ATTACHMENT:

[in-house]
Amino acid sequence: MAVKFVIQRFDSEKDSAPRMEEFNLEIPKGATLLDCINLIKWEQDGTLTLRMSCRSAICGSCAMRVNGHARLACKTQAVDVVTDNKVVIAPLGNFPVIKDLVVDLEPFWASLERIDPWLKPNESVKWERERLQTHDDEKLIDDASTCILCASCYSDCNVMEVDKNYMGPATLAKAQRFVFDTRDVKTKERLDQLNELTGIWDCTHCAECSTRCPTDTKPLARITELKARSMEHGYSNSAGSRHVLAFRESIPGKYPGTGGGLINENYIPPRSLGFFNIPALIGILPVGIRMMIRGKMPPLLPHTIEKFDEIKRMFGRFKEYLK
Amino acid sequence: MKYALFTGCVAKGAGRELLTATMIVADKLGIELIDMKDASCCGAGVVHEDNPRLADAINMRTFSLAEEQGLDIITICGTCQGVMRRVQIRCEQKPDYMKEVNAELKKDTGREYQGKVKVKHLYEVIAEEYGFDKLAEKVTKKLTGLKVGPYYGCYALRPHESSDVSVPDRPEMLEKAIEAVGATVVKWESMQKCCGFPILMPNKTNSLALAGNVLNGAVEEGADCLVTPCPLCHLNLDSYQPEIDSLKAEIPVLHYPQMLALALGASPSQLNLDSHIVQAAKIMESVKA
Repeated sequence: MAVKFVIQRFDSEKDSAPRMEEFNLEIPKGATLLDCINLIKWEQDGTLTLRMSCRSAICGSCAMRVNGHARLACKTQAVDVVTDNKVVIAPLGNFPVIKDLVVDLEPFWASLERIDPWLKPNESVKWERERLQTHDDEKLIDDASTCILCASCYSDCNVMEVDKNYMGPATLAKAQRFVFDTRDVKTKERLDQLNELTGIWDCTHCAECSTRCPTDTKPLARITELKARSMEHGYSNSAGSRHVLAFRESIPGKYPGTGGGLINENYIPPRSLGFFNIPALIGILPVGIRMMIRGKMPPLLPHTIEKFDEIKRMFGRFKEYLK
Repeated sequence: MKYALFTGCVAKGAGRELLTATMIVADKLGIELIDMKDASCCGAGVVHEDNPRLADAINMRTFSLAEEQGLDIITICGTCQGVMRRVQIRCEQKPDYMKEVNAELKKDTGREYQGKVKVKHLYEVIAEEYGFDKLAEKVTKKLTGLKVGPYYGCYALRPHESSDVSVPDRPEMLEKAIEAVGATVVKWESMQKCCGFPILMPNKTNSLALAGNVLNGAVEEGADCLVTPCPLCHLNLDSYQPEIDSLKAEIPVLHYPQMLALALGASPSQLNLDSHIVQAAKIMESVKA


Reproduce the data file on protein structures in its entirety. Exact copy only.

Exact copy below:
[in-house]
Amino acid sequence: MAVKFVIQRFDSEKDSAPRMEEFNLEIPKGATLLDCINLIKWEQDGTLTLRMSCRSAICGSCAMRVNGHARLACKTQAVDVVTDNKVVIAPLGNFPVIKDLVVDLEPFWASLERIDPWLKPNESVKWERERLQTHDDEKLIDDASTCILCASCYSDCNVMEVDKNYMGPATLAKAQRFVFDTRDVKTKERLDQLNELTGIWDCTHCAECSTRCPTDTKPLARITELKARSMEHGYSNSAGSRHVLAFRESIPGKYPGTGGGLINENYIPPRSLGFFNIPALIGILPVGIRMMIRGKMPPLLPHTIEKFDEIKRMFGRFKEYLK
Amino acid sequence: MKYALFTGCVAKGAGRELLTATMIVADKLGIELIDMKDASCCGAGVVHEDNPRLADAINMRTFSLAEEQGLDIITICGTCQGVMRRVQIRCEQKPDYMKEVNAELKKDTGREYQGKVKVKHLYEVIAEEYGFDKLAEKVTKKLTGLKVGPYYGCYALRPHESSDVSVPDRPEMLEKAIEAVGATVVKWESMQKCCGFPILMPNKTNSLALAGNVLNGAVEEGADCLVTPCPLCHLNLDSYQPEIDSLKAEIPVLHYPQMLALALGASPSQLNLDSHIVQAAKIMESVKA
Repeated sequence: MAVKFVIQRFDSEKDSAPRMEEFNLEIPKGATLLDCINLIKWEQDGTLTLRMSCRSAICGSCAMRVNGHARLACKTQAVDVVTDNKVVIAPLGNFPVIKDLVVDLEPFWASLERIDPWLKPNESVKWERERLQTHDDEKLIDDASTCILCASCYSDCNVMEVDKNYMGPATLAKAQRFVFDTRDVKTKERLDQLNELTGIWDCTHCAECSTRCPTDTKPLARITELKARSMEHGYSNSAGSRHVLAFRESIPGKYPGTGGGLINENYIPPRSLGFFNIPALIGILPVGIRMMIRGKMPPLLPHTIEKFDEIKRMFGRFKEYLK
Repeated sequence: MKYALFTGCVAKGAGRELLTATMIVADKLGIELIDMKDASCCGAGVVHEDNPRLADAINMRTFSLAEEQGLDIITICGTCQGVMRRVQIRCEQKPDYMKEVNAELKKDTGREYQGKVKVKHLYEVIAEEYGFDKLAEKVTKKLTGLKVGPYYGCYALRPHESSDVSVPDRPEMLEKAIEAVGATVVKWESMQKCCGFPILMPNKTNSLALAGNVLNGAVEEGADCLVTPCPLCHLNLDSYQPEIDSLKAEIPVLHYPQMLALALGASPSQLNLDSHIVQAAKIMESVKA